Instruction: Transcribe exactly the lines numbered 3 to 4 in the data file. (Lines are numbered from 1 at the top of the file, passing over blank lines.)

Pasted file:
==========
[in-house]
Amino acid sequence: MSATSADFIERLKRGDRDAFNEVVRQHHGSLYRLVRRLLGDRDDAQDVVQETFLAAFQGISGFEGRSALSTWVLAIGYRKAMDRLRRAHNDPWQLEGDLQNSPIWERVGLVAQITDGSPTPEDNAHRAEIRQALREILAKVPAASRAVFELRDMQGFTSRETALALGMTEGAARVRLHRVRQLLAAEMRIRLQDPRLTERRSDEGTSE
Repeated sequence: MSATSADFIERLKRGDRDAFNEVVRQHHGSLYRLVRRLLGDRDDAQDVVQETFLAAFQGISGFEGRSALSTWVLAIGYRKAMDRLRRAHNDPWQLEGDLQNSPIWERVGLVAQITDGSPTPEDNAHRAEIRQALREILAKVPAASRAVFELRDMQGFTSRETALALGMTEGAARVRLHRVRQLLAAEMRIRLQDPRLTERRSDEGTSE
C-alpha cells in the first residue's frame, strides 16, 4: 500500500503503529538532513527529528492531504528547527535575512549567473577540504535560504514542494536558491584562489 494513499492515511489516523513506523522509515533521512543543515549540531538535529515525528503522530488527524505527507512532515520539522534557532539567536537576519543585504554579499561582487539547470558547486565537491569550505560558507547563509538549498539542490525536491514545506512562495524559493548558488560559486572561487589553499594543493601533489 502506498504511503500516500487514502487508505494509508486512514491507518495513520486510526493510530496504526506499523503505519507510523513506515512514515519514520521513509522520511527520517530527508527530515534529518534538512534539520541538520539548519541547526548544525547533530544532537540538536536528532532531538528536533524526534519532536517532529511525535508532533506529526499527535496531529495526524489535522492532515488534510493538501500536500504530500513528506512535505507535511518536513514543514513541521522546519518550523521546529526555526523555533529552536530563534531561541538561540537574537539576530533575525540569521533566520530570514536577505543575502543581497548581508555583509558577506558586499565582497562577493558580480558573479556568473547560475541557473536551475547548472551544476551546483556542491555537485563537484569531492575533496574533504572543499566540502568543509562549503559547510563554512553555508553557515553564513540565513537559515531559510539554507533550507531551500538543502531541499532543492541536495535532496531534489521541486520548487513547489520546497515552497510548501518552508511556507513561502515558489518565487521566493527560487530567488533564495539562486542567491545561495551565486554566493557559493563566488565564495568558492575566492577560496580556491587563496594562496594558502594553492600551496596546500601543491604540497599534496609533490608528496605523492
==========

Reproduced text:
Repeated sequence: MSATSADFIERLKRGDRDAFNEVVRQHHGSLYRLVRRLLGDRDDAQDVVQETFLAAFQGISGFEGRSALSTWVLAIGYRKAMDRLRRAHNDPWQLEGDLQNSPIWERVGLVAQITDGSPTPEDNAHRAEIRQALREILAKVPAASRAVFELRDMQGFTSRETALALGMTEGAARVRLHRVRQLLAAEMRIRLQDPRLTERRSDEGTSE
C-alpha cells in the first residue's frame, strides 16, 4: 500500500503503529538532513527529528492531504528547527535575512549567473577540504535560504514542494536558491584562489 494513499492515511489516523513506523522509515533521512543543515549540531538535529515525528503522530488527524505527507512532515520539522534557532539567536537576519543585504554579499561582487539547470558547486565537491569550505560558507547563509538549498539542490525536491514545506512562495524559493548558488560559486572561487589553499594543493601533489 502506498504511503500516500487514502487508505494509508486512514491507518495513520486510526493510530496504526506499523503505519507510523513506515512514515519514520521513509522520511527520517530527508527530515534529518534538512534539520541538520539548519541547526548544525547533530544532537540538536536528532532531538528536533524526534519532536517532529511525535508532533506529526499527535496531529495526524489535522492532515488534510493538501500536500504530500513528506512535505507535511518536513514543514513541521522546519518550523521546529526555526523555533529552536530563534531561541538561540537574537539576530533575525540569521533566520530570514536577505543575502543581497548581508555583509558577506558586499565582497562577493558580480558573479556568473547560475541557473536551475547548472551544476551546483556542491555537485563537484569531492575533496574533504572543499566540502568543509562549503559547510563554512553555508553557515553564513540565513537559515531559510539554507533550507531551500538543502531541499532543492541536495535532496531534489521541486520548487513547489520546497515552497510548501518552508511556507513561502515558489518565487521566493527560487530567488533564495539562486542567491545561495551565486554566493557559493563566488565564495568558492575566492577560496580556491587563496594562496594558502594553492600551496596546500601543491604540497599534496609533490608528496605523492